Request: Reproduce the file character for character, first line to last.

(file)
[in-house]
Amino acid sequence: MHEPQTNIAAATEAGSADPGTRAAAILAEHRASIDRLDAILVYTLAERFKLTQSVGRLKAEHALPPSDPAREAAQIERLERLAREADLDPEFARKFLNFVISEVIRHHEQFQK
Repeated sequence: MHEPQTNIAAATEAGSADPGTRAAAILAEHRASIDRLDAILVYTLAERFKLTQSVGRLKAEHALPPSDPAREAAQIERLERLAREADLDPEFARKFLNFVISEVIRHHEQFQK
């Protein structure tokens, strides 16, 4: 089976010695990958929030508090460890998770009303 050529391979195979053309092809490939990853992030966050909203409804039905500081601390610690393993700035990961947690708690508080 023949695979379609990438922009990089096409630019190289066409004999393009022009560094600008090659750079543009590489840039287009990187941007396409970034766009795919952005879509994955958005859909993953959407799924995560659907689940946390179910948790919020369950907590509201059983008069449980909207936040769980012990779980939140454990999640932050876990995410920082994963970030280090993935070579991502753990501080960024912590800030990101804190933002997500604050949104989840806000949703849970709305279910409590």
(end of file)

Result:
[in-house]
Amino acid sequence: MHEPQTNIAAATEAGSADPGTRAAAILAEHRASIDRLDAILVYTLAERFKLTQSVGRLKAEHALPPSDPAREAAQIERLERLAREADLDPEFARKFLNFVISEVIRHHEQFQK
Repeated sequence: MHEPQTNIAAATEAGSADPGTRAAAILAEHRASIDRLDAILVYTLAERFKLTQSVGRLKAEHALPPSDPAREAAQIERLERLAREADLDPEFARKFLNFVISEVIRHHEQFQK
């Protein structure tokens, strides 16, 4: 089976010695990958929030508090460890998770009303 050529391979195979053309092809490939990853992030966050909203409804039905500081601390610690393993700035990961947690708690508080 023949695979379609990438922009990089096409630019190289066409004999393009022009560094600008090659750079543009590489840039287009990187941007396409970034766009795919952005879509994955958005859909993953959407799924995560659907689940946390179910948790919020369950907590509201059983008069449980909207936040769980012990779980939140454990999640932050876990995410920082994963970030280090993935070579991502753990501080960024912590800030990101804190933002997500604050949104989840806000949703849970709305279910409590």